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Claire

Sorry about the wrong name on the previous post, get a bit confused sometimes, so many names.

Thanks for the info, I really admire you.

It is funny because my mum ran into my ex mother-in-law the other day who I have not seen in nearly 10 years which is a shame as we got on ok. She had rheumatoid arthritis when my ex and I divorced. I have since remarried. She told Mum that she has also lost 80% of her sight and she was always an avid reader. Maybe I could get the gumption up to speak to her in the near future. But I do go to the library every month so I will ask there and let you know how I go.

Cath
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Old 02-08-2008, 10:32 PM   #406
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Having been in that position myself (I had a severe case of iritis once), I knew that the one thing I would miss the most was reading.
Yes I also feel that. I cant live without book, I feel a kind of void if there is nothing to read (this thing sometime happens, when I go some other's place and they don't read).

I need glasses to read doctor said this is not good for my age.
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Old 02-09-2008, 06:46 PM   #407
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I missed your post the first time through.

Wiki has a good synopsis of Job.

I read JOB in the mid 80's, when Fallwell and Robertson were riding high, when Baker was crashing, and I thought, do I really want to spend eternity with those kinds of people?

BTW, did you ever read Heinliens 'essay' about the worlds laziest man?

{edit} I had to look it up, Worlds Laziest Man is in Time enough for Love.{/edit}
Hmm, according to Wiki it "owes much to Mark Twain's Captain Stormfield's Visit to Heaven".
I may have to go see if I can pick that one up and read it, sounds intriguing as well.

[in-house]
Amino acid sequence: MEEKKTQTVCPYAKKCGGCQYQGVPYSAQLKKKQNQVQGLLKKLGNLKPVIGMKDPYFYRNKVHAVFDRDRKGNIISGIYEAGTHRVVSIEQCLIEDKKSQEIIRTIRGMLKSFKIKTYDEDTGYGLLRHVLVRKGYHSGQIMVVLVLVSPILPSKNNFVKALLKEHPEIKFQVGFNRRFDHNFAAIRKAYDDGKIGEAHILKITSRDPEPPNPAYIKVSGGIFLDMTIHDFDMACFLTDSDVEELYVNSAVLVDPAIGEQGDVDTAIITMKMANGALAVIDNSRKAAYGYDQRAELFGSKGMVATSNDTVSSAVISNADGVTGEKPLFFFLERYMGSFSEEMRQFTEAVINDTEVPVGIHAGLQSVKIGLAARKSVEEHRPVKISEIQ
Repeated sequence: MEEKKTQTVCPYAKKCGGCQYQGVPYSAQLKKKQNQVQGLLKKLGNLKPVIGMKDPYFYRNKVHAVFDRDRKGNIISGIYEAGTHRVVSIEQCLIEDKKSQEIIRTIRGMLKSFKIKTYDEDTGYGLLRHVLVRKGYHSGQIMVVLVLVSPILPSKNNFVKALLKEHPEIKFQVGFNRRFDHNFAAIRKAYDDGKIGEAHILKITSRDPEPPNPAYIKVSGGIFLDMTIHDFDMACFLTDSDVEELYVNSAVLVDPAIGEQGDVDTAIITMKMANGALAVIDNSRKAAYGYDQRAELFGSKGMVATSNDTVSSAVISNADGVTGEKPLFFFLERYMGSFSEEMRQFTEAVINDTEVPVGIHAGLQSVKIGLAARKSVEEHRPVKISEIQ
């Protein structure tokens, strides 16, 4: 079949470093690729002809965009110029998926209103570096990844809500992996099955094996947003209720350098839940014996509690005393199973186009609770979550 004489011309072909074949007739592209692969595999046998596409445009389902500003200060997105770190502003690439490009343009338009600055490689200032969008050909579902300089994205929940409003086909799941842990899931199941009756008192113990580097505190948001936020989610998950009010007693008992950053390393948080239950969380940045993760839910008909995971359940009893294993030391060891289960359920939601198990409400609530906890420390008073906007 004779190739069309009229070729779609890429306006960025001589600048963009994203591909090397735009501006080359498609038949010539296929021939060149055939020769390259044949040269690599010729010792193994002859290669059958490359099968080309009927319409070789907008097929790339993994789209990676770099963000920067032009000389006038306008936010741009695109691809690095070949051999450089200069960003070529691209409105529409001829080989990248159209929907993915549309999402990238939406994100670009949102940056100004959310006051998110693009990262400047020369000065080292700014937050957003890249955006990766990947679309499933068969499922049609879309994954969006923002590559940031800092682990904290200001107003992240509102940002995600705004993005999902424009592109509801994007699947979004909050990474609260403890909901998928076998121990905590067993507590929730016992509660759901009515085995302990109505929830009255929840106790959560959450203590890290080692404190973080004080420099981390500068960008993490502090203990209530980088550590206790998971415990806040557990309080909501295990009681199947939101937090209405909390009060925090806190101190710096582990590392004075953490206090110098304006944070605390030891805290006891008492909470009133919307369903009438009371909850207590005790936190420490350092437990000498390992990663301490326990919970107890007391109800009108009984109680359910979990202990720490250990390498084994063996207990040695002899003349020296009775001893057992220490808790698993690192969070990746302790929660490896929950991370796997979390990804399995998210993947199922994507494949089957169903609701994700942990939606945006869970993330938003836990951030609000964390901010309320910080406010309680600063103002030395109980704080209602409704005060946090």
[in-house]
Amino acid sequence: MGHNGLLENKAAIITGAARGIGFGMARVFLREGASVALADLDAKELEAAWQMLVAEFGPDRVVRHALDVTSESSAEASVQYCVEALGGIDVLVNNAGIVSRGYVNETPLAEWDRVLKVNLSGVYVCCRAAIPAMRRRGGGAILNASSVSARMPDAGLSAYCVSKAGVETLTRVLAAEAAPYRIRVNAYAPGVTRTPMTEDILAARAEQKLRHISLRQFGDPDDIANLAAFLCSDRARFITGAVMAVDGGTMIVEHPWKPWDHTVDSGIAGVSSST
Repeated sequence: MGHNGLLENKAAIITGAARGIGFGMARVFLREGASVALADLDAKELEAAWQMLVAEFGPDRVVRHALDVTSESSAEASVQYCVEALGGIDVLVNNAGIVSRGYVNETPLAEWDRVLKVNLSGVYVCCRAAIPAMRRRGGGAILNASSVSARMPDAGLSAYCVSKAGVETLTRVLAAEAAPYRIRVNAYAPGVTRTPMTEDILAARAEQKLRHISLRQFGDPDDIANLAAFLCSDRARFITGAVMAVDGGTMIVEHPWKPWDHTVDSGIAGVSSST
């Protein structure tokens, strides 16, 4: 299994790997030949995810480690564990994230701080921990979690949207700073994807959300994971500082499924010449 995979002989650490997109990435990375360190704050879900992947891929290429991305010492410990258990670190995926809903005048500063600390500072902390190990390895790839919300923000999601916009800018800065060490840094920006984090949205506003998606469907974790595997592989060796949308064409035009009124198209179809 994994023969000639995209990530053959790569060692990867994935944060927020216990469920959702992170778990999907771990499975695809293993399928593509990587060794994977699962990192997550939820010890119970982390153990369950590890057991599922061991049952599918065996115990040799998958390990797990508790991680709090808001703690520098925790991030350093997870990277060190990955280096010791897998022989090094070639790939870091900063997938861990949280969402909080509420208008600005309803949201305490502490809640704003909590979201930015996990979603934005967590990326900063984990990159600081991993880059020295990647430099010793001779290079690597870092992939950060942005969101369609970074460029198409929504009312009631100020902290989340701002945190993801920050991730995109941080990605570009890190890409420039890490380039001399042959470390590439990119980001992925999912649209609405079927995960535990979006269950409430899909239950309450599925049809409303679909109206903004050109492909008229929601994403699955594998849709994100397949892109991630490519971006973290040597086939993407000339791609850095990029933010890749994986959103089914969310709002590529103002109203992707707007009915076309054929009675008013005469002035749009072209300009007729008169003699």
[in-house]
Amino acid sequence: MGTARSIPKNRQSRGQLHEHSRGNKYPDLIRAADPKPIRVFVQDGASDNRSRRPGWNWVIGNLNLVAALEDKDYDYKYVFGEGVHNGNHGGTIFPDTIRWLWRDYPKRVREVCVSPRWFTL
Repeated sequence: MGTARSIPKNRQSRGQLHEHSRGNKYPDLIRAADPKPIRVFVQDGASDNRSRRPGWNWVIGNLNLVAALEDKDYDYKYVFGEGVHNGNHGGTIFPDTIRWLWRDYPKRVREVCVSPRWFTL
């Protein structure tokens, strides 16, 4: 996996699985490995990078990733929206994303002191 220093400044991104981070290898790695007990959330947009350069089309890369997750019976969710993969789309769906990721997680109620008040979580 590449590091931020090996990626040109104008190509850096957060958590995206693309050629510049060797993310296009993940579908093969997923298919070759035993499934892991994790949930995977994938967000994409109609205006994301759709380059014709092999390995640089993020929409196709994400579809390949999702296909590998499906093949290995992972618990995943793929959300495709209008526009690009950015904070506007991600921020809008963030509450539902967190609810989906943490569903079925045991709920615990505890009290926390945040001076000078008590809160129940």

And yea, not sure if I want to be around those guys either. The accumulation of wealth is NOT supposed to be a priority with Christian Teachers.
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Old 02-10-2008, 02:58 AM   #408
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About to start Renegade's Magic by Robin Hobb (book 3 of the Soldier's Son trilogy). Got to read book 2 while I was recuperating. Also got to finish book 2 of the Queen of Isis series by Traci Harding. Then I have three books by Guy Gaverial Kay to read, a Sidney Sheldon, a Marian Keyes, The Diary of Mark Twain from when he was in Australia and a couple of Robert Walker books (but am looking for Book 1 before I start those). And if I ever get the chance I wouldn't mind finishing The Phantom of The Opera and Pilgrim's Progress, although I have read that before (and it is really the second part/book that I amm reading now). And I was wanting to read Jane Eyre after that had a shoddy version of it on tv over summer but I think that will get shelved cos in a couple of months there is a new Marian Keyes book coming out and the new Traci Harding should be soon after.
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Old 02-10-2008, 03:01 AM   #409
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That's interesting--I just read Esther this morning (well, technically yesterday morning) Barbara
Always liked that one.
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Old 02-10-2008, 04:02 AM   #410
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This past week I read Channeling Mark Twain (not a favorite, but for poetry lovers probably a good one)The Brief Wondrous Live of Oscar Wao (again not a favorite), Dead Heat, The Kingdom of Bones, and Sweet Candy. Brain candy. I'm trying to read McCulloughs (probably mispelled) Anthony and Cleopatra, but for some reason it seems too dense. Reading aloud I'm finishing up The Measure of a Man (I love what he says the measure of a man is) and starting The Secret Garden.